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Robotic Device Improves Stroke Recovery

Kathleen Blanchard's picture
MR Chirod Prototype For Stroke Patients

According to a study presented at the annual meeting of the Radiological Society of North America (RSNA), use of a novel robotic device can help improve recovery from stroke. Researchers, using functional (fMRI), in conjunction with use of a hand operated robotic device, observed how the brain responds during stroke recovery, even six months after stroke has occurred.

Chronic stroke patients may find hope from the device. It was previously believed that rehabilitation from stroke was only possible for three to six months after stroke occurs. Now scientists have found that the brain can respond to exercises that improve stroke recovery up to six months or more following a stroke.

According to A. Aria Tzika, Ph.D., director of the NMR Surgical Laboratory at Massachusetts General Hospital (MGH), Shriners Burn Institute, and assistant professor in the Department of Surgery at Harvard Medical School in Boston, "We have learned that the brain is malleable, even six months or more after a stroke, which is a longer period of time than previously thought."

Read: Research Suggests Stroke Treatment With Music Therapy

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The researchers mapped the brain with MRI before, during and after the rehabilitative exercises performed using the robotic hand device. Dr. Tzika says, "Our research is important because 65 percent of people who have a stroke affecting hand use are still unable to incorporate the affected hand into their daily activities after six months." The robotic device helped stroke recovery - measureable by fMRI. The patients squeezed the robotic device for one hour a day, three days per week over a period of four weeks while brain changes were viewed on fMRI. The results showed that the cortex of the brain, the area that controls use of our hand, was reactivated. The brain changes persisted following exercise, showing improved blood flow in the cortex of the brain.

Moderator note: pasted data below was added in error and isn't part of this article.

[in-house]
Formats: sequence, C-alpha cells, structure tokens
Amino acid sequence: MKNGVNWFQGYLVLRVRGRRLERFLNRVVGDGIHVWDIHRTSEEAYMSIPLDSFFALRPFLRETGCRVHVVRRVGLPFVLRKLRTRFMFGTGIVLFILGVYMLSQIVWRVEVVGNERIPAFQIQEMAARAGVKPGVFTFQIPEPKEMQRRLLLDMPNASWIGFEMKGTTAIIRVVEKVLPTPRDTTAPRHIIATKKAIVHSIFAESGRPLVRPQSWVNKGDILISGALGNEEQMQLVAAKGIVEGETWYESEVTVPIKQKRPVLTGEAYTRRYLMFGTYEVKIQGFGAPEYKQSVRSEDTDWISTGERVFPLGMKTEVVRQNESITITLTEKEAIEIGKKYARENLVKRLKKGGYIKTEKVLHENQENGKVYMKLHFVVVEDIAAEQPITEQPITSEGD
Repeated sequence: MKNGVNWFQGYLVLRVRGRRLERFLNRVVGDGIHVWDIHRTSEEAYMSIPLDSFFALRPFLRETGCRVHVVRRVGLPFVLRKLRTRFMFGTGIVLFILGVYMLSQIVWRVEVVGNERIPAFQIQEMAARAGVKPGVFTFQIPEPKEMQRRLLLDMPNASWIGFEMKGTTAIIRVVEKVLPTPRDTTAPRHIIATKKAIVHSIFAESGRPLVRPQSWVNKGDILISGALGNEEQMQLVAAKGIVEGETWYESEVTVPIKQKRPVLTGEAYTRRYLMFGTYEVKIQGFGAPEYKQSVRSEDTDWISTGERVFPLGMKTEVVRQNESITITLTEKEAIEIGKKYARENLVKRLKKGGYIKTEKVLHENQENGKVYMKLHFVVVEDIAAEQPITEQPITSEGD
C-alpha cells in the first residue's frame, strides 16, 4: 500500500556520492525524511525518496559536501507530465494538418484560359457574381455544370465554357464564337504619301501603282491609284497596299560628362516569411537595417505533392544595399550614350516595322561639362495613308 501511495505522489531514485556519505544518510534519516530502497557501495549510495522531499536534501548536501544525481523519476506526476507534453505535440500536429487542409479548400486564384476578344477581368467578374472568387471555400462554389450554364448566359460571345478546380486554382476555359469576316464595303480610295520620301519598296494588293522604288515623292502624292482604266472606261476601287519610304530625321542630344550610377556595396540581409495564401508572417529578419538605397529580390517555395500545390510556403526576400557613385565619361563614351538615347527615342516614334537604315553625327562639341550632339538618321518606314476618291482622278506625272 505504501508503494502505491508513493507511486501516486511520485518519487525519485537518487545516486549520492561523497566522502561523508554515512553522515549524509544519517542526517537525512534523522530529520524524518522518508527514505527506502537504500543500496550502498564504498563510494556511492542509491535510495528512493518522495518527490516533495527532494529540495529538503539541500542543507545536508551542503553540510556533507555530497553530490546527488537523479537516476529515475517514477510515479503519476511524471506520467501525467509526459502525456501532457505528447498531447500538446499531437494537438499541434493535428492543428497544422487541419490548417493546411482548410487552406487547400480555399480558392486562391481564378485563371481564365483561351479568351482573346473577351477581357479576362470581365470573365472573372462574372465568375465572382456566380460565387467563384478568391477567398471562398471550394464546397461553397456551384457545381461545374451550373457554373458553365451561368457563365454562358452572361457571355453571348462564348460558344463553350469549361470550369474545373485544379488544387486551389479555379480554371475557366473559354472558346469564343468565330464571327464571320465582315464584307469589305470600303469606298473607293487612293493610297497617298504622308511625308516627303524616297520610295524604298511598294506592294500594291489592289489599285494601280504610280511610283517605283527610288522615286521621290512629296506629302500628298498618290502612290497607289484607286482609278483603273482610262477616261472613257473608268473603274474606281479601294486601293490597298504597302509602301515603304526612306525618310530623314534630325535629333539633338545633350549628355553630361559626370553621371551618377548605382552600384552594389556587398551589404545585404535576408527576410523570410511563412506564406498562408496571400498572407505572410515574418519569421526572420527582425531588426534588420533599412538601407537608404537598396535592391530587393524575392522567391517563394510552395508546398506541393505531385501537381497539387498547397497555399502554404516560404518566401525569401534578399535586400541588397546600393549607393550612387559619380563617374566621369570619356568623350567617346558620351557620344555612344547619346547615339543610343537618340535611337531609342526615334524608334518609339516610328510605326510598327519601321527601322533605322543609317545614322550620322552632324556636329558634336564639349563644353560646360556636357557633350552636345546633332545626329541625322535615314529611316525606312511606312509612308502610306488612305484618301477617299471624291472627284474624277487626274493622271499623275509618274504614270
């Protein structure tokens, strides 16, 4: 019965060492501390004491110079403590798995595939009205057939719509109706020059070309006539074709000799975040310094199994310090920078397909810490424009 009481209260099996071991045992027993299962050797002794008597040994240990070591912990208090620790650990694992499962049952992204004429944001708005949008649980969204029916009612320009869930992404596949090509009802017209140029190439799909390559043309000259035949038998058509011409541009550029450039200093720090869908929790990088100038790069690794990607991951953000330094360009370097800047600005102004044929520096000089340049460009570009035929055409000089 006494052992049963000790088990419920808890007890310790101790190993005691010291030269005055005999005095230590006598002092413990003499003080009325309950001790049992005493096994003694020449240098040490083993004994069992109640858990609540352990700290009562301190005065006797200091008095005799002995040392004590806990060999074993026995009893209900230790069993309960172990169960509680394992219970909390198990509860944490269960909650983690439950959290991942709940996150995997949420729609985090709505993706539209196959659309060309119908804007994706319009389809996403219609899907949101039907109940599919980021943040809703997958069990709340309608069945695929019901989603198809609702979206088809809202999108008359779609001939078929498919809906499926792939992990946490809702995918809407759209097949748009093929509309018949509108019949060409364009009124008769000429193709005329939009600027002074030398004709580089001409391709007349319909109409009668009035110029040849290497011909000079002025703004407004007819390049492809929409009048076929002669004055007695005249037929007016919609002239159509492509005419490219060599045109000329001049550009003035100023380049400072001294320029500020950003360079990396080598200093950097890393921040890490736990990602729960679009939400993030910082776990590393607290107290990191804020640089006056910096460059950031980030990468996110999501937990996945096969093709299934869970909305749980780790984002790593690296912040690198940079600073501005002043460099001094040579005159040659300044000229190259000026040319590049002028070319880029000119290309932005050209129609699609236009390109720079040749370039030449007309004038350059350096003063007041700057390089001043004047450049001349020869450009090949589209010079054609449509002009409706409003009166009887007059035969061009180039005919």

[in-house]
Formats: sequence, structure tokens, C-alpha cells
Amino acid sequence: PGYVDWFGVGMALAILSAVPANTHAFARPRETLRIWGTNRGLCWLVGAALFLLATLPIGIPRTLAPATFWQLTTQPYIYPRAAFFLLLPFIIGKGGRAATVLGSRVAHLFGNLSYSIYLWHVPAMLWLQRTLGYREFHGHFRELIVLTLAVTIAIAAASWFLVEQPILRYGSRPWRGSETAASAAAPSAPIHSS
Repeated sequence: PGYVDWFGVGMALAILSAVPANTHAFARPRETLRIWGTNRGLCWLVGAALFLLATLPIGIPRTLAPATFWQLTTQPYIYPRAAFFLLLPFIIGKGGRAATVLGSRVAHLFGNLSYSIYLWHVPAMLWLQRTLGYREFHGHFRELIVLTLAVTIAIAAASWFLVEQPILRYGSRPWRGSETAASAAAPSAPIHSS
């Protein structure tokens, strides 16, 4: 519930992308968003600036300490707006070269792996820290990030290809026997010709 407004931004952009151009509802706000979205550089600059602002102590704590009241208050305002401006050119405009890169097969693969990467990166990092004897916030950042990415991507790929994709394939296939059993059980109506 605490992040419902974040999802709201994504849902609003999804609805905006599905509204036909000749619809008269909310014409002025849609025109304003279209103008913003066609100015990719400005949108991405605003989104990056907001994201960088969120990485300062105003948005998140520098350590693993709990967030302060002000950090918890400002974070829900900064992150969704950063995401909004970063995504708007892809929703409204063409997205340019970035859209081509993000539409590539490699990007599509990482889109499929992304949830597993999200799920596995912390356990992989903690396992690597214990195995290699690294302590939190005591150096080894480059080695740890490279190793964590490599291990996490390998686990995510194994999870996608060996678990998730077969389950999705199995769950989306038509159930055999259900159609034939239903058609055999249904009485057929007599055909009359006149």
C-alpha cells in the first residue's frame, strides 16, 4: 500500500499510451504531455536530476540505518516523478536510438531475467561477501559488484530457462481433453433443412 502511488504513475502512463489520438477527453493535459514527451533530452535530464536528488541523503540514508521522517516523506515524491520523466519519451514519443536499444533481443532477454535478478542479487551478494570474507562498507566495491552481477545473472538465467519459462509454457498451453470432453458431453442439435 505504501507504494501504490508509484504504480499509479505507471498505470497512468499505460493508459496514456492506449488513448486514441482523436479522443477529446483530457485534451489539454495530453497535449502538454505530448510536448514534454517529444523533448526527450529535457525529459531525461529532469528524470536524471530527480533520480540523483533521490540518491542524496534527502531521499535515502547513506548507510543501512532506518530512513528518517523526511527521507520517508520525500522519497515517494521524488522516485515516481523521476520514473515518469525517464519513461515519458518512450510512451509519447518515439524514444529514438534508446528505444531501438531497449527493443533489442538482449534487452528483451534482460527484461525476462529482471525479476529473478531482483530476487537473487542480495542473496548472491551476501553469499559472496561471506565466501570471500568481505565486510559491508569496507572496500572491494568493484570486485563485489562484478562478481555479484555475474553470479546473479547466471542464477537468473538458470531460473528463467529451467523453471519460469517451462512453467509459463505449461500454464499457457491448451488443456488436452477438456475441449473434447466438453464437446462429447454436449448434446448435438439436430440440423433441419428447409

Dr. Tzika says, "These findings should give hope to people who have had strokes, their families and the rehabilitative specialists who treat them."

Stroke recovery is difficult. Traditionally, therapists assist stroke patients immediately after a stroke occurs. If there is no improvement in functional status that results from paralysis, adaptive devices are used to assist patients with activities of daily living. Weakness from stoke impairs many patients ability to perform simple tasks such as eating, putting on clothing, and daily grooming. The new research shows that stroke recovery is possible for a much longer period than previously thought.

According to the CDC, stroke leaves 80 to 90 percent of survivors with permanent weakness. Severe disabilities prevent stroke patients from enjoying a normal life, and affect 700,000 people annually in the United States.

The robotic device developed by the researchers clearly improved recovery from stroke in the patients studied.

Source: Robotic Technology Improves Stroke Rehabilitation